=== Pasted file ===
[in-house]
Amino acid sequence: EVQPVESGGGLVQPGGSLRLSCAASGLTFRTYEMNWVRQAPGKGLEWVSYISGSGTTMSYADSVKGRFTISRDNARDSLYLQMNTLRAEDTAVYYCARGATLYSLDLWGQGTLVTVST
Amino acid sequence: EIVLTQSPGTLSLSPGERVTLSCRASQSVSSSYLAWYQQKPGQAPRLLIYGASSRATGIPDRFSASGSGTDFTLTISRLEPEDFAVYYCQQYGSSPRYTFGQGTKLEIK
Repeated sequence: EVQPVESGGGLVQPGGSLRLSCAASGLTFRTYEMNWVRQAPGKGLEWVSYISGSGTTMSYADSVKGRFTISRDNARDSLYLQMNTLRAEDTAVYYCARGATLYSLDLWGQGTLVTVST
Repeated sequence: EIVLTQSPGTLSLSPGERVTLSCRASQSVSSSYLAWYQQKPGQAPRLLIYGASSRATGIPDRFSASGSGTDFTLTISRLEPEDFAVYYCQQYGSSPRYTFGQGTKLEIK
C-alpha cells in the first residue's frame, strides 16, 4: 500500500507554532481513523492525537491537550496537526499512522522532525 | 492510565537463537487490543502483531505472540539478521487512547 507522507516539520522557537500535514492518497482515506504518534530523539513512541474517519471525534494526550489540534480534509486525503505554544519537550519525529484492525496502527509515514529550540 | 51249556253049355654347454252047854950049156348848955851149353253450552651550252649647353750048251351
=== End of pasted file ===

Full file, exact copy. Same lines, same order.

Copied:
[in-house]
Amino acid sequence: EVQPVESGGGLVQPGGSLRLSCAASGLTFRTYEMNWVRQAPGKGLEWVSYISGSGTTMSYADSVKGRFTISRDNARDSLYLQMNTLRAEDTAVYYCARGATLYSLDLWGQGTLVTVST
Amino acid sequence: EIVLTQSPGTLSLSPGERVTLSCRASQSVSSSYLAWYQQKPGQAPRLLIYGASSRATGIPDRFSASGSGTDFTLTISRLEPEDFAVYYCQQYGSSPRYTFGQGTKLEIK
Repeated sequence: EVQPVESGGGLVQPGGSLRLSCAASGLTFRTYEMNWVRQAPGKGLEWVSYISGSGTTMSYADSVKGRFTISRDNARDSLYLQMNTLRAEDTAVYYCARGATLYSLDLWGQGTLVTVST
Repeated sequence: EIVLTQSPGTLSLSPGERVTLSCRASQSVSSSYLAWYQQKPGQAPRLLIYGASSRATGIPDRFSASGSGTDFTLTISRLEPEDFAVYYCQQYGSSPRYTFGQGTKLEIK
C-alpha cells in the first residue's frame, strides 16, 4: 500500500507554532481513523492525537491537550496537526499512522522532525 | 492510565537463537487490543502483531505472540539478521487512547 507522507516539520522557537500535514492518497482515506504518534530523539513512541474517519471525534494526550489540534480534509486525503505554544519537550519525529484492525496502527509515514529550540 | 51249556253049355654347454252047854950049156348848955851149353253450552651550252649647353750048251351